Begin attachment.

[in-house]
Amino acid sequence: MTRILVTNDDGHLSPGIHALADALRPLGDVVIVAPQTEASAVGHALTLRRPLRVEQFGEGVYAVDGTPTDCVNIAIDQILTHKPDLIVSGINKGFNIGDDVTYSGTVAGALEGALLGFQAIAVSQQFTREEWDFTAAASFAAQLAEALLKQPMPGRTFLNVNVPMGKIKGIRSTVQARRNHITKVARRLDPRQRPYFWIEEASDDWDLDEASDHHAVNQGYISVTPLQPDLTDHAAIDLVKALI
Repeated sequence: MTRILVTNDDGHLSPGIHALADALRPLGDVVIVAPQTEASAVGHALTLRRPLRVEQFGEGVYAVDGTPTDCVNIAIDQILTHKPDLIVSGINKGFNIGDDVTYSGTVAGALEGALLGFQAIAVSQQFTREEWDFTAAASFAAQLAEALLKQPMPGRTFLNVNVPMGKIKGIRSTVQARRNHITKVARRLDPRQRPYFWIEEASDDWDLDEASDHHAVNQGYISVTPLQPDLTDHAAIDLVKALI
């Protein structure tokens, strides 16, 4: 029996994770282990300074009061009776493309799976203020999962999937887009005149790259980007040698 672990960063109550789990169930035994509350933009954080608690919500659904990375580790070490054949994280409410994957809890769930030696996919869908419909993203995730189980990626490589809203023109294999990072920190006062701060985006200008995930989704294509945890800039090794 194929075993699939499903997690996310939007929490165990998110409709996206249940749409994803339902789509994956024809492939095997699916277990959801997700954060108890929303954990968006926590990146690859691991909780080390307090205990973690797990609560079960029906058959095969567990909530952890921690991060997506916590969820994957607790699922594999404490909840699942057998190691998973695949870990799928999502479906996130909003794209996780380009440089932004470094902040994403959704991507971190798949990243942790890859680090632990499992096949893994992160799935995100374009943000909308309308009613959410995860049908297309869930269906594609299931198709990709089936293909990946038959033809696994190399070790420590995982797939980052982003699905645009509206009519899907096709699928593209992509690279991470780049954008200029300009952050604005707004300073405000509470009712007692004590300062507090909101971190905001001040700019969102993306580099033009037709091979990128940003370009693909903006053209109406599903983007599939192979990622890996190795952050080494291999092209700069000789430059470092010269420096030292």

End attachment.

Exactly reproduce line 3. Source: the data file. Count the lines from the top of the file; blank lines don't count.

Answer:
Repeated sequence: MTRILVTNDDGHLSPGIHALADALRPLGDVVIVAPQTEASAVGHALTLRRPLRVEQFGEGVYAVDGTPTDCVNIAIDQILTHKPDLIVSGINKGFNIGDDVTYSGTVAGALEGALLGFQAIAVSQQFTREEWDFTAAASFAAQLAEALLKQPMPGRTFLNVNVPMGKIKGIRSTVQARRNHITKVARRLDPRQRPYFWIEEASDDWDLDEASDHHAVNQGYISVTPLQPDLTDHAAIDLVKALI